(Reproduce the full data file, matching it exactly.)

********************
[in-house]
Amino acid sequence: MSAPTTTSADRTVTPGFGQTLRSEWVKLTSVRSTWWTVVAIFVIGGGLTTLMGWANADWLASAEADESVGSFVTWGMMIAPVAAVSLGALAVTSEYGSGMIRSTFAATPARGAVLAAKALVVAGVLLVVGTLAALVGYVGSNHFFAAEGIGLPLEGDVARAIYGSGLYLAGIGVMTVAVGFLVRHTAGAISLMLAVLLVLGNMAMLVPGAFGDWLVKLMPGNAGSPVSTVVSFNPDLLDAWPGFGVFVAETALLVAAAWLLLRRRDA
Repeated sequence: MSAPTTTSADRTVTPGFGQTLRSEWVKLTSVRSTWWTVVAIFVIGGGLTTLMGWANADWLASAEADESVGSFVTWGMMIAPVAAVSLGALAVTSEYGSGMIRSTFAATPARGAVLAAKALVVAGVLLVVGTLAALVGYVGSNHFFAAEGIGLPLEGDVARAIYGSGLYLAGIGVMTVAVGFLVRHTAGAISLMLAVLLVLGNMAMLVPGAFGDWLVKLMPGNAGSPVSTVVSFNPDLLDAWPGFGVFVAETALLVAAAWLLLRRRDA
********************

[in-house]
Amino acid sequence: MSAPTTTSADRTVTPGFGQTLRSEWVKLTSVRSTWWTVVAIFVIGGGLTTLMGWANADWLASAEADESVGSFVTWGMMIAPVAAVSLGALAVTSEYGSGMIRSTFAATPARGAVLAAKALVVAGVLLVVGTLAALVGYVGSNHFFAAEGIGLPLEGDVARAIYGSGLYLAGIGVMTVAVGFLVRHTAGAISLMLAVLLVLGNMAMLVPGAFGDWLVKLMPGNAGSPVSTVVSFNPDLLDAWPGFGVFVAETALLVAAAWLLLRRRDA
Repeated sequence: MSAPTTTSADRTVTPGFGQTLRSEWVKLTSVRSTWWTVVAIFVIGGGLTTLMGWANADWLASAEADESVGSFVTWGMMIAPVAAVSLGALAVTSEYGSGMIRSTFAATPARGAVLAAKALVVAGVLLVVGTLAALVGYVGSNHFFAAEGIGLPLEGDVARAIYGSGLYLAGIGVMTVAVGFLVRHTAGAISLMLAVLLVLGNMAMLVPGAFGDWLVKLMPGNAGSPVSTVVSFNPDLLDAWPGFGVFVAETALLVAAAWLLLRRRDA